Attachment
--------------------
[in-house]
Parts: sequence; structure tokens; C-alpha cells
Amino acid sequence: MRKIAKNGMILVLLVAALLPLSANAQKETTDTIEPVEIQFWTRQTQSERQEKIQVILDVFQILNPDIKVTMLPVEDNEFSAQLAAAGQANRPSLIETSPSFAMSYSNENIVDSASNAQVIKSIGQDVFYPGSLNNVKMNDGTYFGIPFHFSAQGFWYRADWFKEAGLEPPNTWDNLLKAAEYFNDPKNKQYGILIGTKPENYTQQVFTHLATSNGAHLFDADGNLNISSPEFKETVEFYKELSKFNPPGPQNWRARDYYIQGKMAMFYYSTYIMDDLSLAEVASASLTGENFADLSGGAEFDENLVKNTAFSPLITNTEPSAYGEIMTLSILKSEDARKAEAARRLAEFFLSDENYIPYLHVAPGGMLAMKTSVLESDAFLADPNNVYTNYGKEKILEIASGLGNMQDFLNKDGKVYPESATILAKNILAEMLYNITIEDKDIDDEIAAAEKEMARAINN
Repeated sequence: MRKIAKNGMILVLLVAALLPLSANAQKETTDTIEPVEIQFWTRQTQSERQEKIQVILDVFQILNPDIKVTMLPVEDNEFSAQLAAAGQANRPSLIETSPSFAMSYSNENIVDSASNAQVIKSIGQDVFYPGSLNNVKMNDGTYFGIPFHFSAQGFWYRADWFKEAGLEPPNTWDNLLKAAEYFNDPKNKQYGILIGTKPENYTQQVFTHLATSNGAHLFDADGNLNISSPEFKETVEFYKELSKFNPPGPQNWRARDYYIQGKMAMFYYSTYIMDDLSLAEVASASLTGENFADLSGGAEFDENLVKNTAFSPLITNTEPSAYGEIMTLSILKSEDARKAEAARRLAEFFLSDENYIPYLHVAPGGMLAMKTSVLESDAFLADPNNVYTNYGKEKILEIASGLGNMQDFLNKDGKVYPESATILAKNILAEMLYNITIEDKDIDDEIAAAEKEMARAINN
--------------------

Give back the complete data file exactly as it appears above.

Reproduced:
[in-house]
Parts: sequence; structure tokens; C-alpha cells
Amino acid sequence: MRKIAKNGMILVLLVAALLPLSANAQKETTDTIEPVEIQFWTRQTQSERQEKIQVILDVFQILNPDIKVTMLPVEDNEFSAQLAAAGQANRPSLIETSPSFAMSYSNENIVDSASNAQVIKSIGQDVFYPGSLNNVKMNDGTYFGIPFHFSAQGFWYRADWFKEAGLEPPNTWDNLLKAAEYFNDPKNKQYGILIGTKPENYTQQVFTHLATSNGAHLFDADGNLNISSPEFKETVEFYKELSKFNPPGPQNWRARDYYIQGKMAMFYYSTYIMDDLSLAEVASASLTGENFADLSGGAEFDENLVKNTAFSPLITNTEPSAYGEIMTLSILKSEDARKAEAARRLAEFFLSDENYIPYLHVAPGGMLAMKTSVLESDAFLADPNNVYTNYGKEKILEIASGLGNMQDFLNKDGKVYPESATILAKNILAEMLYNITIEDKDIDDEIAAAEKEMARAINN
Repeated sequence: MRKIAKNGMILVLLVAALLPLSANAQKETTDTIEPVEIQFWTRQTQSERQEKIQVILDVFQILNPDIKVTMLPVEDNEFSAQLAAAGQANRPSLIETSPSFAMSYSNENIVDSASNAQVIKSIGQDVFYPGSLNNVKMNDGTYFGIPFHFSAQGFWYRADWFKEAGLEPPNTWDNLLKAAEYFNDPKNKQYGILIGTKPENYTQQVFTHLATSNGAHLFDADGNLNISSPEFKETVEFYKELSKFNPPGPQNWRARDYYIQGKMAMFYYSTYIMDDLSLAEVASASLTGENFADLSGGAEFDENLVKNTAFSPLITNTEPSAYGEIMTLSILKSEDARKAEAARRLAEFFLSDENYIPYLHVAPGGMLAMKTSVLESDAFLADPNNVYTNYGKEKILEIASGLGNMQDFLNKDGKVYPESATILAKNILAEMLYNITIEDKDIDDEIAAAEKEMARAINN